By now, you’ve likely heard about the recently discovered Heartbleed bug. At its simplest, this bug allows cyber criminals to exploit a flaw in technology that encrypts sensitive information, making all types of communications sent over an “HTTPS” connection, including emails and online credit card payments, as easy for them to read as this sentence. But that’s not all – once that sensitive personal and/or company data is obtained, cyber criminals can then use the stolen online personas to gain access to other password-protected areas, such as online banking accounts, social media channels and corporate networks. Security expert Bruce Schneier said that “on the scale of 1 to 10, this is an 11.” Understandably, there’s a lot of media attention being given to this topic. But before hitting the panic button, read on to see how exactly your enterprise, or even you personally, might be affected.

What’s the Heartbleed bug again?

Secure sockets layer (SSL) and transport layer security (TLS) are widely used protocols that secure a wide range of communications across the Internet, from IMs to remote access, and Heartbleed is a vulnerability specific to an open-source implementation of these protocols aptly called OpenSSL. The bug gets its name from the nature of its attack, which involves piggybacking on an OpenSSL feature known as heartbeat. By exploiting this susceptibility, cyber criminals can compromise users’ cryptographic SSL keys, making what should be encrypted communications appear in plain text.

Why it’s a problem
Heartbleed

According to Neil Rubenking of PC Mag’s SecurityWatch, the website “that was created to report on Heartbleed states the combined market share of the two biggest open source Web servers using OpenSSL is more than 66 percent.” And, as Douglas Crawford of Best VPN notes, “[Heartbleed] particularly affects websites that are powered by the Apache web server, but as this is over 50 percent of all websites on the Internet, this is of little comfort.” The threat to the average end user is apparent – cyber criminals exploiting this encryption flaw can easily intercept credit card information and other types of sensitive personal data. But enterprises are at risk, too, especially given the large number of organizations that have coped with BYOD by implementing SSL VPNs.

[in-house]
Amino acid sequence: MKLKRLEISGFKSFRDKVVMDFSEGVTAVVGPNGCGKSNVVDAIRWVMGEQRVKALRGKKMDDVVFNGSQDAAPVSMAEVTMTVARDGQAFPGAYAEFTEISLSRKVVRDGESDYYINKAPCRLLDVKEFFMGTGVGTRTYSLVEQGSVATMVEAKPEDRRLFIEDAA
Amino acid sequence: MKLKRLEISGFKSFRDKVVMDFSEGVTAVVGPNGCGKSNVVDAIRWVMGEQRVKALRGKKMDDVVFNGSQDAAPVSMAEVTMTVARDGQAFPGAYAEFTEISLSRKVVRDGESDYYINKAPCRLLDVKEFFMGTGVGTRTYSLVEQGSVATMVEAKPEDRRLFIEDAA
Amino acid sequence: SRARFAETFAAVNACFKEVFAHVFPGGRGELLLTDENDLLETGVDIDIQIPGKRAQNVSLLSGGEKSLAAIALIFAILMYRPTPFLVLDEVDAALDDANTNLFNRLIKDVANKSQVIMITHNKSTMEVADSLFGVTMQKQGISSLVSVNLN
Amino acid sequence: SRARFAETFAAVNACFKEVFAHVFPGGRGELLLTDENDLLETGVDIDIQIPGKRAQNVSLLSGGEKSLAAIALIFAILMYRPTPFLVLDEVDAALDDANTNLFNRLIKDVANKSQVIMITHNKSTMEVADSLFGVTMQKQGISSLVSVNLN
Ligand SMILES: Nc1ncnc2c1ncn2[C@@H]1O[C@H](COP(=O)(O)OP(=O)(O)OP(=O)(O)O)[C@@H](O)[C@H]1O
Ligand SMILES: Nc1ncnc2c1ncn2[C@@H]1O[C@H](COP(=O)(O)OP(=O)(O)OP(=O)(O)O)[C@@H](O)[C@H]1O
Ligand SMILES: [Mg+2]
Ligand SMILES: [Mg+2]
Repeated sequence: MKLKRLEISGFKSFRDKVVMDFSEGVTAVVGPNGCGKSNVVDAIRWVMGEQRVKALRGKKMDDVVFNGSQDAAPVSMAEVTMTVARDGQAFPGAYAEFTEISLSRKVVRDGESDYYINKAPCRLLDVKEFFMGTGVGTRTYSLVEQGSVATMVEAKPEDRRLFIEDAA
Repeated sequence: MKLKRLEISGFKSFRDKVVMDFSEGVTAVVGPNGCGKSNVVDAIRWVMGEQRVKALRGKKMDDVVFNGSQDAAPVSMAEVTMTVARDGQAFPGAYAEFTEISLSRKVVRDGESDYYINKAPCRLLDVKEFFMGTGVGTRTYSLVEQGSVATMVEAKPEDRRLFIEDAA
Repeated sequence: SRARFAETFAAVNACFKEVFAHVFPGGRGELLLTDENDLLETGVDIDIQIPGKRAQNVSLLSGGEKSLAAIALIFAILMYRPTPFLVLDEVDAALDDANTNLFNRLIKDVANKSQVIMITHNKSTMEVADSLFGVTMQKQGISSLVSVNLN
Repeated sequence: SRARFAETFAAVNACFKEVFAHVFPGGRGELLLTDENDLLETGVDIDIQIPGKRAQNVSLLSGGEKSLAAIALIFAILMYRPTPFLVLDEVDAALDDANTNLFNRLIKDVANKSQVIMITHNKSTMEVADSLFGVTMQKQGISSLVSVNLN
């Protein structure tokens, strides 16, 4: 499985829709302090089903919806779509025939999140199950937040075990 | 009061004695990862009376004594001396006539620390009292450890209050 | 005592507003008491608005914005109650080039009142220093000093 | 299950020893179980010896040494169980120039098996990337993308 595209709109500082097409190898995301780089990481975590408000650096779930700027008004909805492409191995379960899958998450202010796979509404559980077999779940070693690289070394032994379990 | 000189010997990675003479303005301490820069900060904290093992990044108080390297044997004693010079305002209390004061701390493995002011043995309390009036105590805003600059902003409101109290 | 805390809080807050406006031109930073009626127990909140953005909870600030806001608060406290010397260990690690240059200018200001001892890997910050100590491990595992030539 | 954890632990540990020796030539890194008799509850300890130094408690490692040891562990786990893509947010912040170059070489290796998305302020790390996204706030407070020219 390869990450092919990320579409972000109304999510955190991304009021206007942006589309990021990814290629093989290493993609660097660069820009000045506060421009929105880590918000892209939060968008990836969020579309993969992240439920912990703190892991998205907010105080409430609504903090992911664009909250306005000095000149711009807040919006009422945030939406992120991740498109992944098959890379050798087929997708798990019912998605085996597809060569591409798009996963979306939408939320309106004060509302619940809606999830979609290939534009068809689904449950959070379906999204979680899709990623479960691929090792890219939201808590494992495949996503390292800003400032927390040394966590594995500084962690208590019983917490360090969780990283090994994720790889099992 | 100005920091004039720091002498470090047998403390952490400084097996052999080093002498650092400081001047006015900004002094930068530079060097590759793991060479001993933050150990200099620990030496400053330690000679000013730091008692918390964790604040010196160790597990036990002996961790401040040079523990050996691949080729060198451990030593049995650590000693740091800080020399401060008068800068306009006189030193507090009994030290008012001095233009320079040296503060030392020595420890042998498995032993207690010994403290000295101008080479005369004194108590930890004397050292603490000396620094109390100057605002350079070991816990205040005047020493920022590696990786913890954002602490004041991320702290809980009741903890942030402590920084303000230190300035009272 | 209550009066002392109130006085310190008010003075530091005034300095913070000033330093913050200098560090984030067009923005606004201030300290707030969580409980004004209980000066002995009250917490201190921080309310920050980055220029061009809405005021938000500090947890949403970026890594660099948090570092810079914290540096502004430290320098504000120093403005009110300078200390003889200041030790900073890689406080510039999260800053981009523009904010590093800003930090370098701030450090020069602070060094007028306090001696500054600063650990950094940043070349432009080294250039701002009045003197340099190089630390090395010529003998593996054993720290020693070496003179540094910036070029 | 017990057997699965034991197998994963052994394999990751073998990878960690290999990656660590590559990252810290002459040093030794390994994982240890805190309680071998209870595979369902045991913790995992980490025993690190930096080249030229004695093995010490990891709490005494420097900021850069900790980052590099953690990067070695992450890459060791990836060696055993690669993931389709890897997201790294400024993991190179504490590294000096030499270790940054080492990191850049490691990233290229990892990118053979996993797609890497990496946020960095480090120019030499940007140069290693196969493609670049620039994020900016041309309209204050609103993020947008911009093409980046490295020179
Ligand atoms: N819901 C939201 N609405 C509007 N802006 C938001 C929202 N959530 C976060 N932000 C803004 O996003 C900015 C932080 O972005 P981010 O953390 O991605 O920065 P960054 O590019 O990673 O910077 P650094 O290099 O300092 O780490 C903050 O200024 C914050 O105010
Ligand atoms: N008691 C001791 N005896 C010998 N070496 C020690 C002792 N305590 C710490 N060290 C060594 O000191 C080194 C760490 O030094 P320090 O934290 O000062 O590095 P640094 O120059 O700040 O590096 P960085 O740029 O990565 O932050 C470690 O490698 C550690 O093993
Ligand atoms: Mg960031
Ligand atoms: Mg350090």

How to address the issue

We often discuss how the mobile security industry as a whole tends to be more reactive than proactive when it comes to identifying and mitigating threats. However, in a strange twist of irony, older versions of SSL are immune to Heartbleed. But that doesn’t mean that you shouldn’t take action. Rather, it’s a good idea to leverage ephemeral keys (a cryptographic key that is generated for each execution of a key establishment process) to further solidify an enterprises defense against the bug. If you are operating with a VPN that uses the compromised OpenSSL, ZDNet’s Steven J. Vaughn-Nichols hits the nail on the head – you need to revoke your old SSL digital certificate from your certificate authority (CA) and get a new one. If you don’t, “It would be like you replaced your old lock with a brand new one… that takes the same old key.”